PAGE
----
But the thing I remember the most and makes me laugh now, is how my friend Michael and I were in competition to see who could live the most simply. I had given away practically everything I had. I had just graduated high school, so it wasn’t that much, mostly records and books and clothes. I was proudly living with just the minimum of clothing I thought necessary. Well, Michael, who had been a year ahead of me in high school, only had one pair of pants and one shirt, plus his shoes and winter coat, and two sets of undergarments that he would wash out every night; and he had only one book (the Bible) and his journals. I thought I was living simply in my tiny bedroom, but he lived in a converted pantry with just enough room to spread a thin mattress out on the floor to sleep and the silverware drawer for his desk. So I decided at one point I had to keep up with him and gave away more of my clothes ‘til I was down to two pairs of jeans and my old suit, and only a pair of army boots. The climax of my austerity came when I gave my gloves away to a homeless woman. Mind you, this was January in Chicago, and I was riding the elevated train to school each morning a block away from Lake Michigan, and it just happened to be the coldest winter in Chicago in recorded history. I was lucky not to have gotten frostbite until someone convinced me that it was not against poverty to get another pair of gloves.
I look back on those days and I think––We were nuts! But no, we were trying to imitate St. Francis, who was in turn trying to imitate the poverty of Jesus. You see, Francis didn’t live that kind of simplicity for its own sake. There was a reason for it, and it was something similar to what I was going through myself, though on a much more profound level. He did it all for love. It was like he was in love with Jesus, in love with God.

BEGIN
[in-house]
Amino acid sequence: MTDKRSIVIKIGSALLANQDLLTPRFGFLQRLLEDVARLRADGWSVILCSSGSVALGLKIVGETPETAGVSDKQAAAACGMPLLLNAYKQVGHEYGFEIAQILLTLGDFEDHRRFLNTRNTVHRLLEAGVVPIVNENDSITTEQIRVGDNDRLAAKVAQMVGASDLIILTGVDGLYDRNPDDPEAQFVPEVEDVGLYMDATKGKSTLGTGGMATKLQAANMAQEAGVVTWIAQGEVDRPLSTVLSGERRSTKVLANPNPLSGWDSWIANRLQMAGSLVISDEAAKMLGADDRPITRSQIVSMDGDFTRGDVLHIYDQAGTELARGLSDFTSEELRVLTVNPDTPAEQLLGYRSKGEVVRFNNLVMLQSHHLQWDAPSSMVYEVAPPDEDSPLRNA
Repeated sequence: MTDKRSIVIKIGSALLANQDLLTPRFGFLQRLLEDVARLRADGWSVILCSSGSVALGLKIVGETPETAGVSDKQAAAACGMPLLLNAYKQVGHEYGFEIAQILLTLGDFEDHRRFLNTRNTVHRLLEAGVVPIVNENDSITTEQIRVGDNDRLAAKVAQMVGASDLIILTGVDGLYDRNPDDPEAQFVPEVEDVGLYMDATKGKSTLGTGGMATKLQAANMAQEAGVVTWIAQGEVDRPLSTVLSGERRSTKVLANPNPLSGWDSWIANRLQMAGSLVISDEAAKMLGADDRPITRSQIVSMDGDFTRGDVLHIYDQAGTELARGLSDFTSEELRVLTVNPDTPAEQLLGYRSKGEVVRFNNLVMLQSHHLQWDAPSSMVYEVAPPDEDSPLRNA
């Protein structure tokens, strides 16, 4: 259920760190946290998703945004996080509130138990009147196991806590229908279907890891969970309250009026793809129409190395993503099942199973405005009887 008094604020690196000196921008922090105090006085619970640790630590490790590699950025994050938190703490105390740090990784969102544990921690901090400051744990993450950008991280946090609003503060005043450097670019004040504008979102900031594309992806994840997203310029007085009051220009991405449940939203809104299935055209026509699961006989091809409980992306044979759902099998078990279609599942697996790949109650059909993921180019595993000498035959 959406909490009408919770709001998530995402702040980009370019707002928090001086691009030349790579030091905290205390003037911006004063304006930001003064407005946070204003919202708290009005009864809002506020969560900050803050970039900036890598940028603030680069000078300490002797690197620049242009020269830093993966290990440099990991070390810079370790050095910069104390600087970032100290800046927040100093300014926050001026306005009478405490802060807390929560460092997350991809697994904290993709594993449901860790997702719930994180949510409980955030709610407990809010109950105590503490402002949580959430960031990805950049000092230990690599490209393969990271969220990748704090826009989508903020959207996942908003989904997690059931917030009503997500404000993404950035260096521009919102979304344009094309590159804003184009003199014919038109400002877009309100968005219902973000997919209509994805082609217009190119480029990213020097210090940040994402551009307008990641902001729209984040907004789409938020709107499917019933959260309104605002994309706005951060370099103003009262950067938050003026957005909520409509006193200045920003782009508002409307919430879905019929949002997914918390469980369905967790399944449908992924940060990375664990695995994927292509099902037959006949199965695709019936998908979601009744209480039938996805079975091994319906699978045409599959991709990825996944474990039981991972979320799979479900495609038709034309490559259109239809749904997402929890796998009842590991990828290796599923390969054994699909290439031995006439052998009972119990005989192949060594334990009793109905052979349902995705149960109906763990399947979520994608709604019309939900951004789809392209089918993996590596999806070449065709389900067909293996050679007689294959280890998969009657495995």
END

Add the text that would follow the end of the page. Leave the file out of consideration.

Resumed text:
Maybe you are too young to understand this now––or maybe not––but hopefully someday you will experience and understand it. There is something all-consuming about love. When we love somebody (and something), we feel willing to give everything else away for the sake of that love; it becomes the most important thing in our life. This applies to all kinds of things: think of the discipline and self-denial that so many great athletes, artists, scientists, musicians, or writers put themselves through, all for the sake of that which they love. But it is especially true with other people: we feel we would do anything for that other person, anything to be near the Beloved, anything for the sake of that relationship. That’s why we say in the marriage vows, “forsaking all others.” (Even that’s a kind of poverty, a renunciation of sorts.) And this marvelous thing happens when we love someone: we start to take on some of the characteristics of that other, we want to be like them, we want to live in their world and we love the things that they love. And I think the same thing applies to God. There are moments in some peoples’ lives when a sudden glimpse of Ultimate Reality or an experience of the Divine causes such a desire for spiritual truth and the spiritual life that they forsake all else for it.